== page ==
Generally, arbitration is a private form of final and binding dispute resolution presided over by an appointed arbitral tribunal (one or three arbitrators, typically) acting in a quasi-judicial manner.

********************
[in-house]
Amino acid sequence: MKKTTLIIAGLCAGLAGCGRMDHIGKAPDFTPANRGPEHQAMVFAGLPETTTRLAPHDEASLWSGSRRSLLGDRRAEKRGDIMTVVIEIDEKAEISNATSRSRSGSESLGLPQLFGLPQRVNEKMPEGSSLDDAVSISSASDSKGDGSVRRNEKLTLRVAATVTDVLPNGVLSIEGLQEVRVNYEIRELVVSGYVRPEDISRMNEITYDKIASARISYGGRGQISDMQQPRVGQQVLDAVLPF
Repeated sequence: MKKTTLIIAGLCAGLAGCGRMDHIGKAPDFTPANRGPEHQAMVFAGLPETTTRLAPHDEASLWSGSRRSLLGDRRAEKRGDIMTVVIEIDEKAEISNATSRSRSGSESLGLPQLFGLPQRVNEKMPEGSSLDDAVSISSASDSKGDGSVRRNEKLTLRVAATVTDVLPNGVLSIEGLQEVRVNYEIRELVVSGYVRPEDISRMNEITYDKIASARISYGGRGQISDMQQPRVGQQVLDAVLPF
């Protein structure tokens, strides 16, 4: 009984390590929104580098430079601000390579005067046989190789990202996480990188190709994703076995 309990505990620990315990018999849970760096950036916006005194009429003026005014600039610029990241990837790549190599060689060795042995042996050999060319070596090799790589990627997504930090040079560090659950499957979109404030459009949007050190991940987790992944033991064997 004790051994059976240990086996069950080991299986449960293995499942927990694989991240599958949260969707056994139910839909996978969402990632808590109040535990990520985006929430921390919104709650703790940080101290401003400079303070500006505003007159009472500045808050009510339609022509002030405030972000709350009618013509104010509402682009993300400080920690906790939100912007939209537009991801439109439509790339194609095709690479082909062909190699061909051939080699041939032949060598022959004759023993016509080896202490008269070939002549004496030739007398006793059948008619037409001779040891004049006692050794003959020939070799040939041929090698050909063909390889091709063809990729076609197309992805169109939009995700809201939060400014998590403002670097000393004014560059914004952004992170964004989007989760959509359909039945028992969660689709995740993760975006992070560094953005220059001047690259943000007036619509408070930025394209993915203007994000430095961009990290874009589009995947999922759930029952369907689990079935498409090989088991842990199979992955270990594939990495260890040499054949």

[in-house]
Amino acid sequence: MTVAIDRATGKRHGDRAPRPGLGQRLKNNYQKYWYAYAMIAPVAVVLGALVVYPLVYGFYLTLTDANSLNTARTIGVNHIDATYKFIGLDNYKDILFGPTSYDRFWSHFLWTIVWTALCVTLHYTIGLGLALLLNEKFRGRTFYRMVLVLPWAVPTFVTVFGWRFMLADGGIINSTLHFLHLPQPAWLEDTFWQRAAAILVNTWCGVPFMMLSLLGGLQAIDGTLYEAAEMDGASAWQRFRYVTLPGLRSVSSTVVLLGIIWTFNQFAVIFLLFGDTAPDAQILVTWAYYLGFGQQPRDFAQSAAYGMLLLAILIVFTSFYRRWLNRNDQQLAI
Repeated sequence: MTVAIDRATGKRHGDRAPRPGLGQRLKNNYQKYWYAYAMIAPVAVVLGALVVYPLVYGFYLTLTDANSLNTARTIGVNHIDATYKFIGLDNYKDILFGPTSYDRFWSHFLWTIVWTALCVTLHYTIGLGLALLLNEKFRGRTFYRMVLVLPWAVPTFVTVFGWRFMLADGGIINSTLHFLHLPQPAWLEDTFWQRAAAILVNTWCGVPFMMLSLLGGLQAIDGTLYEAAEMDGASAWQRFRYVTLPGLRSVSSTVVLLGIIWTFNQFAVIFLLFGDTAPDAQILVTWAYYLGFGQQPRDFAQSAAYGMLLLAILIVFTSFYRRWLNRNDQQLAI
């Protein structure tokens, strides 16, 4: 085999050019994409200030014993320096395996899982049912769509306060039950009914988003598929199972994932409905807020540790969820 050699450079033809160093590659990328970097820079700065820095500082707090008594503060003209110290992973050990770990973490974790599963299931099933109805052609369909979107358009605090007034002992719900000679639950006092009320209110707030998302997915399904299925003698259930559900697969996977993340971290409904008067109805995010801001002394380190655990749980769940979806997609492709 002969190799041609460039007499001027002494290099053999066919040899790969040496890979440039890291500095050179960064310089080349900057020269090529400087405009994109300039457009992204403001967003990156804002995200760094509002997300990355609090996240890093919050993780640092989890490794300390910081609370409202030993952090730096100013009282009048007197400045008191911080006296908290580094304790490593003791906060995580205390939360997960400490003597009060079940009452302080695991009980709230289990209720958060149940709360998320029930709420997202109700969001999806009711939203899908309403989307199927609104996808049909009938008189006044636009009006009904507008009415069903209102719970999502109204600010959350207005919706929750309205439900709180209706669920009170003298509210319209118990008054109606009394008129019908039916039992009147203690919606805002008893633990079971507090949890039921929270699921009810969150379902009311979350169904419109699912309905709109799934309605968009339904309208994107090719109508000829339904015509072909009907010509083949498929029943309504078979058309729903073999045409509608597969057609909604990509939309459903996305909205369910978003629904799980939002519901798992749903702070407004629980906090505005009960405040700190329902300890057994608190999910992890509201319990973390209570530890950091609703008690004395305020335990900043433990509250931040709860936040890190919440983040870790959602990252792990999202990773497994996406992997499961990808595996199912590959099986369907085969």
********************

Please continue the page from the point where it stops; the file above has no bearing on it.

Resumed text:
Arbitration is, generally, founded on party agreement (the arbitration agreement), and regulated and enforced by national courts. The result of an arbitration is, usually, an arbitral award, which is a final, binding and enforceable decision on the dispute submitted for determination (akin to a court judgment). Arbitral awards are subject to limited rights of challenge or appeal on either standalone bases or as defences to enforcement. International arbitration is considered by the international business community to be a true, and often preferable, alternative to resolving commercial disputes by going to court, particularly as arbitral awards are highly enforceable globally due to the success of the Convention on the Recognition and Enforcement of Foreign Arbitral Awards (the New York Convention).